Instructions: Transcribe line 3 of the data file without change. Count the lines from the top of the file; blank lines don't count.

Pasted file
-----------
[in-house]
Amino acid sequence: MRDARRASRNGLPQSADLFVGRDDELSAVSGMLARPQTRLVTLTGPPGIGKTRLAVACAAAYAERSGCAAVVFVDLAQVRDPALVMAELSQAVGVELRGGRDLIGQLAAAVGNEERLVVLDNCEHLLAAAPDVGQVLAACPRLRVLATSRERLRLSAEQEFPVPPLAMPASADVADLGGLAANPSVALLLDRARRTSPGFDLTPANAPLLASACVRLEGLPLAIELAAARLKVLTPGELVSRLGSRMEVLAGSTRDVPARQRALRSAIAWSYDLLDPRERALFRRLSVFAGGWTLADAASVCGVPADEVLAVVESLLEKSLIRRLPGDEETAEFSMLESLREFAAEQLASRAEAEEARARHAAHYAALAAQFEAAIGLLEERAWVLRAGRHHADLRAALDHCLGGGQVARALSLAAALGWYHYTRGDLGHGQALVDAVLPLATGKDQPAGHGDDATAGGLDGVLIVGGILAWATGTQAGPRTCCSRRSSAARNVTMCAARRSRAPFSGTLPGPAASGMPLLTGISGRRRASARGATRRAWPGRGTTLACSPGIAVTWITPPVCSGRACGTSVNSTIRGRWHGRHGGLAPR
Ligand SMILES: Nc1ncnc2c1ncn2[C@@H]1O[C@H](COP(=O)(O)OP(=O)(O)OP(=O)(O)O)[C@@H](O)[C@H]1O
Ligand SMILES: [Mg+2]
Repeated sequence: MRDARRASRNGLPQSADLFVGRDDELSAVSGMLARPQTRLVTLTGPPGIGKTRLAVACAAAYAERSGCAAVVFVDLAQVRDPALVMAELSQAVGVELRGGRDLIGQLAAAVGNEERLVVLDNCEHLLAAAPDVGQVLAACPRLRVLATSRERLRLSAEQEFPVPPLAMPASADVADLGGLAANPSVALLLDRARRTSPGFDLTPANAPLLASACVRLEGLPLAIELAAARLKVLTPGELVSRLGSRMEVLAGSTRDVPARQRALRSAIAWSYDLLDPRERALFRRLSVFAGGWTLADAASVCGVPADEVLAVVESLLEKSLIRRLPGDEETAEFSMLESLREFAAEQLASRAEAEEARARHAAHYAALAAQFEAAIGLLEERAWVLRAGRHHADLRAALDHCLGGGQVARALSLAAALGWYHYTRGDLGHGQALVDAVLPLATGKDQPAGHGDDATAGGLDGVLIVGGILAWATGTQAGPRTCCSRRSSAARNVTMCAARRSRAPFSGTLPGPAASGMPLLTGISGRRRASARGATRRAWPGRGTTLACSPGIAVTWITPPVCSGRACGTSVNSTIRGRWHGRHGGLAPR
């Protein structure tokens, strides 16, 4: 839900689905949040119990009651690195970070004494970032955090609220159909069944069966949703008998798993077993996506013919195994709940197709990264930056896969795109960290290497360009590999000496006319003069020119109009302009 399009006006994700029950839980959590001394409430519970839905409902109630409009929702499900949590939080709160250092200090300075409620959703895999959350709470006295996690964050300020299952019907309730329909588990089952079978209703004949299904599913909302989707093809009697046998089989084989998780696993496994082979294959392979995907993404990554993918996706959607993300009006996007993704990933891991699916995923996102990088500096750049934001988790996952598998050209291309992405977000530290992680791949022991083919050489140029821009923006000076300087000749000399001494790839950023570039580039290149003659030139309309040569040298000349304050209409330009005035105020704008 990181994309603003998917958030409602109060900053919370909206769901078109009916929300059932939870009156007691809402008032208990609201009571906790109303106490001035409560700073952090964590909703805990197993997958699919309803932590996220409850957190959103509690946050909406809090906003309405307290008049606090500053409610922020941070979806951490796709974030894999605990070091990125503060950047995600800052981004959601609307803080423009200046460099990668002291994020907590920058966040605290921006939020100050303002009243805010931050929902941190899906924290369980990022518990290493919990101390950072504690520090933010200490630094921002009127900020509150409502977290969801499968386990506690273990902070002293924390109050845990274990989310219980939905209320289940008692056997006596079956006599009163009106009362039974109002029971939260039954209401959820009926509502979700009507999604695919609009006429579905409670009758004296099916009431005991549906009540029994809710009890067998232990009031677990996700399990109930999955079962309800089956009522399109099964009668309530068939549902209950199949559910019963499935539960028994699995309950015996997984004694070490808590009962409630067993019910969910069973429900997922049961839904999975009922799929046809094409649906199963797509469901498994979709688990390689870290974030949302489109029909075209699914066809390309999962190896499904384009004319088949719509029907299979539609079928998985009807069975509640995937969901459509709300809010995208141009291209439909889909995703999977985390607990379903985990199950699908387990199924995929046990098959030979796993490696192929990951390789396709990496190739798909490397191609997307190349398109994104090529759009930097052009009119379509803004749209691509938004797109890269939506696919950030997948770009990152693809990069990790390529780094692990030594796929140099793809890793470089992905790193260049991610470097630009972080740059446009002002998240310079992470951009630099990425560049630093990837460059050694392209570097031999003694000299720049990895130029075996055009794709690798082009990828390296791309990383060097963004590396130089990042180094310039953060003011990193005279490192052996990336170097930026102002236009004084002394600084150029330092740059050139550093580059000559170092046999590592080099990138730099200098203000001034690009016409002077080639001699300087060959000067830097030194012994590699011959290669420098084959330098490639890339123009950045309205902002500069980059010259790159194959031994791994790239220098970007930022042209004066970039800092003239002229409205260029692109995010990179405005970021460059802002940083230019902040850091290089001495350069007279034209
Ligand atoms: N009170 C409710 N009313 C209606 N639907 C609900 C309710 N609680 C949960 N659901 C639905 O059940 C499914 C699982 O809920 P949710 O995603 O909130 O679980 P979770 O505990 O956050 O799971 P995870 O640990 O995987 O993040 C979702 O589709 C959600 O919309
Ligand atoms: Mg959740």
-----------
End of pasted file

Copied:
Ligand SMILES: Nc1ncnc2c1ncn2[C@@H]1O[C@H](COP(=O)(O)OP(=O)(O)OP(=O)(O)O)[C@@H](O)[C@H]1O